Source: Ebay IMG
Rainbow Mountain Stagecoach: July 1955 – September 1959
Conestoga Wagons: August 1955 – September 1959
Frontierland – The Rainbow Mountain Stagecoach and the Conestoga Wagons shared a large trail along the rear of Frontierland. To board one of the vehicles, guests walked down the main Frontierland street to the loading area, on the right-hand side of the Rivers of America. The trail wound around the hills of Frontierland, and both Big Thunder Ranch and Big Thunder Mountain Railroad now occupy this space.
The Rainbow Mountain Stagecoach opened as part of the original Frontierland landscape. Unlike its loud and exciting neighbors, Frontierland was the quiet break from the chaos of the park. Its only attraction, the Stagecoach, was a slow journey through the wilderness, without any animatronics or other special effects used in other lands. A month later, the Conestoga Wagons joined the Stagecoach on the Frontierland trail, and these vehicles were meant to recreate the experiences pioneers had aboard the original Conestoga Wagons in the western United States. Though several vehicles explored the trails at the same time, each ride gave passengers a feeling of quiet isolation and a sense of adventure unique to the mysterious wilderness of Frontierland.
Guests looking for a scenic ride through the Wild West had the choice of two types of vehicles: a grand stagecoach or smaller wagon. Both types of vehicles followed the same trail, which wound along the Rivers of America and into the Living Desert. The Desert had a variety of unusual sights and exotic plants, including balancing rocks, colorful mud patches, and unusual cacti. Finally, the vehicles wound back around the rock formations and returned to central Frontierland.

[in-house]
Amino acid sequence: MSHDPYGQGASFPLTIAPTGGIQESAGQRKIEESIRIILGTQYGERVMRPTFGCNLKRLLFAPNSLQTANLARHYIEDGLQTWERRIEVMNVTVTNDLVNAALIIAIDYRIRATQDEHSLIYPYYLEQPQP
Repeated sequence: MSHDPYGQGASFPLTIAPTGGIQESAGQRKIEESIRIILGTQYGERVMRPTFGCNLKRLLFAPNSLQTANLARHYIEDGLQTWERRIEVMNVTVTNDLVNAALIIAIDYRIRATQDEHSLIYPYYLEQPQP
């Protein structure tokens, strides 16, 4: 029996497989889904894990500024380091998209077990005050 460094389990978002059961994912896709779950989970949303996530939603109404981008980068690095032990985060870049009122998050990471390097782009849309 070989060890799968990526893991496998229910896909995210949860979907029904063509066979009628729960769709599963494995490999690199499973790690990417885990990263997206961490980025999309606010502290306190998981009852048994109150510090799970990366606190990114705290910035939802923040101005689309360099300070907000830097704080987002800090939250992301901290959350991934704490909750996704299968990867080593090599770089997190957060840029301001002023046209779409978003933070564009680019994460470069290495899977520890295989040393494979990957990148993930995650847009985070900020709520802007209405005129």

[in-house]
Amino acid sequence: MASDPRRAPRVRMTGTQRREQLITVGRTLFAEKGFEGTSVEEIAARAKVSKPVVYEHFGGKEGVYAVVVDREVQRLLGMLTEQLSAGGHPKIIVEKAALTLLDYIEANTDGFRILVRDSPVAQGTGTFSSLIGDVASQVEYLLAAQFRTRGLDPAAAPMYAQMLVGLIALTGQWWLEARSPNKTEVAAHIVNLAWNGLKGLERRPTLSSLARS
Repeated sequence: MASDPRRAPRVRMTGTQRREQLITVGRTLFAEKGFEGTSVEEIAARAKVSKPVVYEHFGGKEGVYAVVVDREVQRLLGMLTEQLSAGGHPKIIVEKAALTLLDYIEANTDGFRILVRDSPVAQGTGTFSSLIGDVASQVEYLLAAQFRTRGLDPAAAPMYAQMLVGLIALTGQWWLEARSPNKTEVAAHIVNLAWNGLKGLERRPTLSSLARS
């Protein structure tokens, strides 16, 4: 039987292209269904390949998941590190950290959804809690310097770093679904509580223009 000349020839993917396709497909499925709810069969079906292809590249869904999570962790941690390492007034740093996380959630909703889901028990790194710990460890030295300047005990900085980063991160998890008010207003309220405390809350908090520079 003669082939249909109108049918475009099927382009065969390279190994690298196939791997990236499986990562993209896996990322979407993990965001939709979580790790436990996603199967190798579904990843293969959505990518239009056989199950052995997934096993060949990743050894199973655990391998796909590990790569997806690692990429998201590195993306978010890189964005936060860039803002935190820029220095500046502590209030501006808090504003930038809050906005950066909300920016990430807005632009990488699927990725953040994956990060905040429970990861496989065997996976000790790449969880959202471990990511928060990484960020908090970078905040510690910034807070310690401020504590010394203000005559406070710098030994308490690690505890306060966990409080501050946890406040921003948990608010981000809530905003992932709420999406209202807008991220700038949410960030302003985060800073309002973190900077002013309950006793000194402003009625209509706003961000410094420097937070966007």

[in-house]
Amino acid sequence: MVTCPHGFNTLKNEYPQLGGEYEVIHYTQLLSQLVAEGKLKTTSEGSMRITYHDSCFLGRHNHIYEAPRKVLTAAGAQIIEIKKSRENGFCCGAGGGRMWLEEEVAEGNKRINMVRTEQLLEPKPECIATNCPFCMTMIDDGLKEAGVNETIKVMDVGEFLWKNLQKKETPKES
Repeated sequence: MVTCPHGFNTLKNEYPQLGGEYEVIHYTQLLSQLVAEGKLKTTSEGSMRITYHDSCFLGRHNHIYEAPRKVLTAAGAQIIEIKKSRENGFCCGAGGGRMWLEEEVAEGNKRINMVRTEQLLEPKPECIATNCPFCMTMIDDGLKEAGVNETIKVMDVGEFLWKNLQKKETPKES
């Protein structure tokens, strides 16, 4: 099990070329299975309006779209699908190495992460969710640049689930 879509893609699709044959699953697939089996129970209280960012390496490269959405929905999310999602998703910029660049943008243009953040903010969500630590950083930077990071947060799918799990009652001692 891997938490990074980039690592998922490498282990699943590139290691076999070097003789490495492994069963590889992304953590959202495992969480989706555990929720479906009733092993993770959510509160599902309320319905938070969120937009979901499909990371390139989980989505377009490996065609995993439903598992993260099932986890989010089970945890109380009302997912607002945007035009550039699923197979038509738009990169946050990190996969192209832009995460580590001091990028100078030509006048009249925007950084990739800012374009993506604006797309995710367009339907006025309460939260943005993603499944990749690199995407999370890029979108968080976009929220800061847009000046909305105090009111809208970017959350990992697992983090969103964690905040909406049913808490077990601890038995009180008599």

The Stagecoach and Wagons had quite a few problems during their brief run. The stagecoach tipped over a few times, and the horses didn’t always cooperate with drivers. In both cases, passengers occasionally became stranded in the outer regions of Frontierland, and had to walk back to town along the dirt roads. And the lines for the stagecoach and wagons were massive. The slow-moving vehicles could only carry a few guests at a time, so lines often stretched far beyond the loading area.
These issues, combined with Frontierland’s gradual progression into a more lively land with large attractions, sealed the fate of the Stagecoach and Wagons. All of Frontierland’s old-fashioned vehicles hung up the reins in the fall of 1959, and construction to expand the Mine Train track began in the spring of 1960.
For its first year of operation, the Rainbow Mountain Stagecoach was known only as the “Stagecoach Ride”. The Stagecoach adopted its longer name in 1956 when the Living Desert expanded and become the highlight of the trail ride.
A Conestoga wagon returned to Disneyland from 1998-2008, in the form of a McDonald’s French fry stand called “Conestoga Fries”.
The Rainbow Mountain Stagecoach returned to Frontierland to mark the park’s 50th anniversary. It had a special “50” plaque and stood outside of Big Thunder Ranch.